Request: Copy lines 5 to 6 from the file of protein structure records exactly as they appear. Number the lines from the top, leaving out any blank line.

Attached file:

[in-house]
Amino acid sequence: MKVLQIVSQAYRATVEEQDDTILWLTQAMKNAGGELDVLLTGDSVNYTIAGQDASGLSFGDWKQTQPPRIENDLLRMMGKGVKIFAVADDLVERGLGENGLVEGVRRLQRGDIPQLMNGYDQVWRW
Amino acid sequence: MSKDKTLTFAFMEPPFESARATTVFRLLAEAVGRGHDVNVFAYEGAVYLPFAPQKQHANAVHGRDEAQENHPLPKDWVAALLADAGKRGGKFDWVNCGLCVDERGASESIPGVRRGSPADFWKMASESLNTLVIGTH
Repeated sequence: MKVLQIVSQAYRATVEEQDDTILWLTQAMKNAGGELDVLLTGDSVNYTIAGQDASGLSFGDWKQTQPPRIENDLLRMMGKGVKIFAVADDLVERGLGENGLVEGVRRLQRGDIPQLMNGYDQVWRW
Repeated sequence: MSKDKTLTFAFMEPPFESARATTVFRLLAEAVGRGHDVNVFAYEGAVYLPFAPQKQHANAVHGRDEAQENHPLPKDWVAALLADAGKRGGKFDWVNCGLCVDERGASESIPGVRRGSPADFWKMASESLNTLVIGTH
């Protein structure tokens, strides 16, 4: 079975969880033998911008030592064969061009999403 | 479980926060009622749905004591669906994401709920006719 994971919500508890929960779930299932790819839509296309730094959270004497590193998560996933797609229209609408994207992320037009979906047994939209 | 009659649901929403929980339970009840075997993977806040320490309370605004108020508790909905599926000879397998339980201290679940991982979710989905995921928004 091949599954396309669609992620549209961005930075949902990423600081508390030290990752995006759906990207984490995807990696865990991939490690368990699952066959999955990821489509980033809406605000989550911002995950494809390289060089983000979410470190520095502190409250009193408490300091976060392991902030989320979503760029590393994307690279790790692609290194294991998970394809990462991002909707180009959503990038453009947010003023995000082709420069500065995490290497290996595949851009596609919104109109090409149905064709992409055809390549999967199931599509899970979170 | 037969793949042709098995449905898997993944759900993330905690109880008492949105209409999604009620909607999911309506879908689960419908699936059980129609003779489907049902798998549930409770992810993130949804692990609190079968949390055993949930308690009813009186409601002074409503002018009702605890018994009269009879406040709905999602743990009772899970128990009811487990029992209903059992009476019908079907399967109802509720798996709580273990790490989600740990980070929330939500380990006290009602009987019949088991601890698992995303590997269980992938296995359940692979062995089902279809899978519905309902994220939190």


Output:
Repeated sequence: MSKDKTLTFAFMEPPFESARATTVFRLLAEAVGRGHDVNVFAYEGAVYLPFAPQKQHANAVHGRDEAQENHPLPKDWVAALLADAGKRGGKFDWVNCGLCVDERGASESIPGVRRGSPADFWKMASESLNTLVIGTH
């Protein structure tokens, strides 16, 4: 079975969880033998911008030592064969061009999403 | 479980926060009622749905004591669906994401709920006719 994971919500508890929960779930299932790819839509296309730094959270004497590193998560996933797609229209609408994207992320037009979906047994939209 | 009659649901929403929980339970009840075997993977806040320490309370605004108020508790909905599926000879397998339980201290679940991982979710989905995921928004 091949599954396309669609992620549209961005930075949902990423600081508390030290990752995006759906990207984490995807990696865990991939490690368990699952066959999955990821489509980033809406605000989550911002995950494809390289060089983000979410470190520095502190409250009193408490300091976060392991902030989320979503760029590393994307690279790790692609290194294991998970394809990462991002909707180009959503990038453009947010003023995000082709420069500065995490290497290996595949851009596609919104109109090409149905064709992409055809390549999967199931599509899970979170 | 037969793949042709098995449905898997993944759900993330905690109880008492949105209409999604009620909607999911309506879908689960419908699936059980129609003779489907049902798998549930409770992810993130949804692990609190079968949390055993949930308690009813009186409601002074409503002018009702605890018994009269009879406040709905999602743990009772899970128990009811487990029992209903059992009476019908079907399967109802509720798996709580273990790490989600740990980070929330939500380990006290009602009987019949088991601890698992995303590997269980992938296995359940692979062995089902279809899978519905309902994220939190």